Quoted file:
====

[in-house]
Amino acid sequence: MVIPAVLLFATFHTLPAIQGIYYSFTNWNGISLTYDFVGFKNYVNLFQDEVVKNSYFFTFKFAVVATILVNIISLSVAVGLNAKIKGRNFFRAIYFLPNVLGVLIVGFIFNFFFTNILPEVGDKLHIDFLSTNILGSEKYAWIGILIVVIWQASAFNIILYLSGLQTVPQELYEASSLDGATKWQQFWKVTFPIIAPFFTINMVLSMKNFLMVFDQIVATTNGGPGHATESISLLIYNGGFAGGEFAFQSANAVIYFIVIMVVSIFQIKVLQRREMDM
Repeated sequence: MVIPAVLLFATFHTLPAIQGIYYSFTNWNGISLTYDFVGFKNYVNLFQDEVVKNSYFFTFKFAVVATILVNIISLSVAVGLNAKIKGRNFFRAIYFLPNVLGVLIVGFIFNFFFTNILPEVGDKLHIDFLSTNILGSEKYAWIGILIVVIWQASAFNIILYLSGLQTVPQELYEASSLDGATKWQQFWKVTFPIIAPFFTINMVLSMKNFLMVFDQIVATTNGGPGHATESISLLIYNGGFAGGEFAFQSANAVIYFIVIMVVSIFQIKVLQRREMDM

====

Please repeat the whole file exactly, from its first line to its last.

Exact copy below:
[in-house]
Amino acid sequence: MVIPAVLLFATFHTLPAIQGIYYSFTNWNGISLTYDFVGFKNYVNLFQDEVVKNSYFFTFKFAVVATILVNIISLSVAVGLNAKIKGRNFFRAIYFLPNVLGVLIVGFIFNFFFTNILPEVGDKLHIDFLSTNILGSEKYAWIGILIVVIWQASAFNIILYLSGLQTVPQELYEASSLDGATKWQQFWKVTFPIIAPFFTINMVLSMKNFLMVFDQIVATTNGGPGHATESISLLIYNGGFAGGEFAFQSANAVIYFIVIMVVSIFQIKVLQRREMDM
Repeated sequence: MVIPAVLLFATFHTLPAIQGIYYSFTNWNGISLTYDFVGFKNYVNLFQDEVVKNSYFFTFKFAVVATILVNIISLSVAVGLNAKIKGRNFFRAIYFLPNVLGVLIVGFIFNFFFTNILPEVGDKLHIDFLSTNILGSEKYAWIGILIVVIWQASAFNIILYLSGLQTVPQELYEASSLDGATKWQQFWKVTFPIIAPFFTINMVLSMKNFLMVFDQIVATTNGGPGHATESISLLIYNGGFAGGEFAFQSANAVIYFIVIMVVSIFQIKVLQRREMDM